Yesterday, Michael (Mick) Keen of the International Monetary Fund appeared at our colloquium to present his paper, The Taxation and Regulation of Financial Institutions.
An initial word about my blogging about these sessions may be in order. IMF staff and officials, along with others who sometimes appear at the colloquium either as speakers or in the audience, sometimes have to be mindful of what they are quoted publicly as having said. Our colloquium discussions are private and off the record, a point that attendees from the press know and have honored. But it occurred to me a couple of years ago that my blogging these sessions was potentially inconsistent with this. Accordingly, for the last couple of years, I've had a consistent rule of commenting, not on what was said at a given session, but instead exclusively on my thoughts (both going in and once it was all over) concerning the paper and/or the topic.
The paper is a very interesting one, on an important and very difficult topic. The 2008 financial crisis highlighted huge problems in the financial sector. At a minimum, we were brutally reminded of two important negative externalities that may arise when financial firms fail. The first is the "failure externality." The collapse of institutions such as Lehman, AIG, etcetera can trigger severe and lasting recessions, initially because they trigger a collapse of the liquidity based on the transaction services they offer that a modern economy needs to function. The second is the "bailout externality." Because the consequences of banks' and quasi-banks' collapse can be so dire, the government (and hence taxpayers) often lay out substantial cash to restore their solvency, whether via FDIC-style advance guarantees or the implicit ones that triggered government action in 2008.
Since these are externalities from the standpoint of the managers and employees at a financial institution who are making business choices, it would be analytically useful to deploy the modern economic understanding of externalities as it has been developed in more straightforward settings - for example, with respect to pollution, which can be handled through Pigovian taxes, among other means. The idea would be to give these people more socially appropriate incentives or behavioral constraints.
Once one analogizes the harm banks can do to others to more familiar problems, such as pollution, one runs into the classic choice between Pigovian taxes and regulation. A tax sets a price, e.g., you can pollute as much as you like, but you have to pay $X per unitn of carbon or smoke or gunk. If the price is set correctly, economic production that generates gunk should only take place in cases where the benefit exceeds the cost, as now correctly measured by prices.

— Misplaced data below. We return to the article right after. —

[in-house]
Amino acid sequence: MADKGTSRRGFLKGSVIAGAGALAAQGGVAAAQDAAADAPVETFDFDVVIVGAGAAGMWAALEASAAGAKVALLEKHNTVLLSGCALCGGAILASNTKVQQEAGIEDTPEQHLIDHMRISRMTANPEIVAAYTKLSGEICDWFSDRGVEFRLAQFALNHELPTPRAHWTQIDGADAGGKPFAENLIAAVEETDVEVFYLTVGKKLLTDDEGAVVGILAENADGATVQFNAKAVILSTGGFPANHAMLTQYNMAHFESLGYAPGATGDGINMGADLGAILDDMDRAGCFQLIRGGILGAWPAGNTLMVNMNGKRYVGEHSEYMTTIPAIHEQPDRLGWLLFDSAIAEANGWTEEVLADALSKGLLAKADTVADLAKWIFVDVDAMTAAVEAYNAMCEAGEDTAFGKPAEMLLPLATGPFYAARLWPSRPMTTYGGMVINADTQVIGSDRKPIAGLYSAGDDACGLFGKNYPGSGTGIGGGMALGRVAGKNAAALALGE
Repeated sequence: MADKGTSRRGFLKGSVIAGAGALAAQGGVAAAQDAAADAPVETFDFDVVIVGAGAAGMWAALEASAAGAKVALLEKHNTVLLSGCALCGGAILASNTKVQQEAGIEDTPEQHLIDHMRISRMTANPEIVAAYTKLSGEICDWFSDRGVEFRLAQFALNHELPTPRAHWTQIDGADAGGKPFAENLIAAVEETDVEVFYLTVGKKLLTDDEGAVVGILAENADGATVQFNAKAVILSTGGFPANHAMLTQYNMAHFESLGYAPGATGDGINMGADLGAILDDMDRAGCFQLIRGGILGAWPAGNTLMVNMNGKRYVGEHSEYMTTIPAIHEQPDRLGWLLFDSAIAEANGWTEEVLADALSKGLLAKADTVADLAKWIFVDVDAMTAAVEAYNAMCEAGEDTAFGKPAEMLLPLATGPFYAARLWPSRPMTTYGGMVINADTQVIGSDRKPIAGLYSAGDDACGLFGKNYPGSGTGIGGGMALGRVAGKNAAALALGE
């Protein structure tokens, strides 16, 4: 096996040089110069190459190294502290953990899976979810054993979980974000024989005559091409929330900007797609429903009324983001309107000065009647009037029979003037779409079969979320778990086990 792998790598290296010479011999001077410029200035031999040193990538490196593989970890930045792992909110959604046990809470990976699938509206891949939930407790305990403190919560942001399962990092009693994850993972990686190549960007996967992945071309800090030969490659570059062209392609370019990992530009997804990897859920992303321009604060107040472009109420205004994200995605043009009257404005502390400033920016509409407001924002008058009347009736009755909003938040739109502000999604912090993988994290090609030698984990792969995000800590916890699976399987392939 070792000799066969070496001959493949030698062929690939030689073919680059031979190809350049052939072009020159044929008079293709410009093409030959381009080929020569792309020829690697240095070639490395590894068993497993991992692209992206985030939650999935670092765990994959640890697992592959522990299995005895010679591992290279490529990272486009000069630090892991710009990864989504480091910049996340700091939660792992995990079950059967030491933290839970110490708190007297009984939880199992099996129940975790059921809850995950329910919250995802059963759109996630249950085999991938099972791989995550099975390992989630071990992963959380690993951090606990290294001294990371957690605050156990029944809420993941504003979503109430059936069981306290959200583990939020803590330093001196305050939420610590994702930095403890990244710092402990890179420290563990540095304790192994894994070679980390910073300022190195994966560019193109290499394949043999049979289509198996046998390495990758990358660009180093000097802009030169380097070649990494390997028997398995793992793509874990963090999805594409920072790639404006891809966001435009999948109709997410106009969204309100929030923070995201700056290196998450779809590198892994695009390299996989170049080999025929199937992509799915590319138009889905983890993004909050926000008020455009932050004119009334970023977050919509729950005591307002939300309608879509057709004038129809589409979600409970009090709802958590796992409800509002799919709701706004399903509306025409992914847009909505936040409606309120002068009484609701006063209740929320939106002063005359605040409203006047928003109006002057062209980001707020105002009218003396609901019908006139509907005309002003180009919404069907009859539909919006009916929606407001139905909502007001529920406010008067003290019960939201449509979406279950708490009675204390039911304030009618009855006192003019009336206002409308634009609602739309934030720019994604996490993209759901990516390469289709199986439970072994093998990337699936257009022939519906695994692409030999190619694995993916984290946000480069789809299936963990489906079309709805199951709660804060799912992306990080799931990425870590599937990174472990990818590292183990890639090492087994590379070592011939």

Or alternatively, you can regulate how much gunk can be produced and in what circumstances. While this may sound like the more big-government, anti-market approach (and in a sense it is), business often actually prefers it. The reason being that they get to earn rents by cutting the quantity produced, which is better for them (though worse for everyone else) than their having to pay a tax equal to the harm caused.
An intermediate approach is to use permits, as in cap and trade. Where the amount issued is fixed (as distinct from the case where the government will issue more if the price goes up), they resemble regulation by fixing the quantity of permitted pollution, but they resemble pollution taxes in letting the market decide (presumably based on cost differences) who will end up doing the polluting production.
In today's intellectual environment, market-based approaches have much more prestige than they did decades ago, reflecting their advantages, when private incentives are properly aligned, in handling asymmetric information issues along with the problem of what incentives government actors will have. But of course even a Pigovian tax is non-market-based in one sense: the government determines the price. (Hence it might be better still, as Coase argued, simply to assign property rights to one side or the other where transaction costs are low enough for this approach to work.)
This point notwithstanding, setting the price may nonetheless sound more appealing than fixing the quantity from a generally pro-market perspective. But Martin Weitzman, in his famous 1974 paper, Prices vs. Quantities, demonstrated that this is not generally true. With perfect information, the government can set either prices or quantities and get the same answer either way. And in the more realistic setting of limited information, which one is better depends on the broader circumstances.
Okay, enough very general background, as the question raised by Keen's paper is how one should deploy Weitzman's insights (and other relevant aspects of current knowledge) to think about the taxes versus regulation choice with respect to banks and other financial institutions. But as this post is already quite long, I'll post it as is and continue the discussion in a follow-up post.
(Link to part two is here, and link to part 3 is here.)